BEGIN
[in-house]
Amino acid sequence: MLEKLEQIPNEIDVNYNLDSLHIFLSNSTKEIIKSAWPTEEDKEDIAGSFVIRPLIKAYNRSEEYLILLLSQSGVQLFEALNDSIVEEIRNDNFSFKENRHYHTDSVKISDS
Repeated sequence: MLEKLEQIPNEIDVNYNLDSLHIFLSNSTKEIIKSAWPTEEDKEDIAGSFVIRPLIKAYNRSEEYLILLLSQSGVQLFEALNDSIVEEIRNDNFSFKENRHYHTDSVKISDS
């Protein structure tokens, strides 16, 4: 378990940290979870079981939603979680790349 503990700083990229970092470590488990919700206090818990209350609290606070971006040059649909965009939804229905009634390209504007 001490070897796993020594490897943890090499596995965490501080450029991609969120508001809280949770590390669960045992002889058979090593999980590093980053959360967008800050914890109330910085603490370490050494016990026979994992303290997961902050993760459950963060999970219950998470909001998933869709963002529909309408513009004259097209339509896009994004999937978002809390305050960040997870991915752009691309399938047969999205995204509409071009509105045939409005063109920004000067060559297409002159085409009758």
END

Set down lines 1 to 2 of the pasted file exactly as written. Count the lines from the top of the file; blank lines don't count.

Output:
[in-house]
Amino acid sequence: MLEKLEQIPNEIDVNYNLDSLHIFLSNSTKEIIKSAWPTEEDKEDIAGSFVIRPLIKAYNRSEEYLILLLSQSGVQLFEALNDSIVEEIRNDNFSFKENRHYHTDSVKISDS